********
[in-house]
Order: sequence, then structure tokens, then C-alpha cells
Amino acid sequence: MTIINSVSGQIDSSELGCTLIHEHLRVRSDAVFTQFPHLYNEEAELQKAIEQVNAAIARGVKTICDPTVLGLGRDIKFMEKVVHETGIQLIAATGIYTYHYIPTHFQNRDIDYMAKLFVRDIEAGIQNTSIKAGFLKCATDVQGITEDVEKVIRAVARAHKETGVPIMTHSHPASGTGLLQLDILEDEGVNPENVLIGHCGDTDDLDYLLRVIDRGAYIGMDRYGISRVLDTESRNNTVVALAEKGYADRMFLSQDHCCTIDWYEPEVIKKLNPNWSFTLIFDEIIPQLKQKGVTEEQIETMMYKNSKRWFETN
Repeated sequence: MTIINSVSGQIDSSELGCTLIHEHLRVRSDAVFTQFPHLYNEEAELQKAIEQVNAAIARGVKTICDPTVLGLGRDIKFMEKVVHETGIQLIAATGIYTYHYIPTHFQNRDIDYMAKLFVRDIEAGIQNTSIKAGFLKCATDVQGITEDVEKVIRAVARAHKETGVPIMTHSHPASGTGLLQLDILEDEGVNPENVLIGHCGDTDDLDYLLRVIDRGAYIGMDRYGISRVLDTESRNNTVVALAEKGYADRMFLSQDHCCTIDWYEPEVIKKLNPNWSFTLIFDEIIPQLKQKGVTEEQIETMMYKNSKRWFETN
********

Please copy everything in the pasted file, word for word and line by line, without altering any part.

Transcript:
[in-house]
Order: sequence, then structure tokens, then C-alpha cells
Amino acid sequence: MTIINSVSGQIDSSELGCTLIHEHLRVRSDAVFTQFPHLYNEEAELQKAIEQVNAAIARGVKTICDPTVLGLGRDIKFMEKVVHETGIQLIAATGIYTYHYIPTHFQNRDIDYMAKLFVRDIEAGIQNTSIKAGFLKCATDVQGITEDVEKVIRAVARAHKETGVPIMTHSHPASGTGLLQLDILEDEGVNPENVLIGHCGDTDDLDYLLRVIDRGAYIGMDRYGISRVLDTESRNNTVVALAEKGYADRMFLSQDHCCTIDWYEPEVIKKLNPNWSFTLIFDEIIPQLKQKGVTEEQIETMMYKNSKRWFETN
Repeated sequence: MTIINSVSGQIDSSELGCTLIHEHLRVRSDAVFTQFPHLYNEEAELQKAIEQVNAAIARGVKTICDPTVLGLGRDIKFMEKVVHETGIQLIAATGIYTYHYIPTHFQNRDIDYMAKLFVRDIEAGIQNTSIKAGFLKCATDVQGITEDVEKVIRAVARAHKETGVPIMTHSHPASGTGLLQLDILEDEGVNPENVLIGHCGDTDDLDYLLRVIDRGAYIGMDRYGISRVLDTESRNNTVVALAEKGYADRMFLSQDHCCTIDWYEPEVIKKLNPNWSFTLIFDEIIPQLKQKGVTEEQIETMMYKNSKRWFETN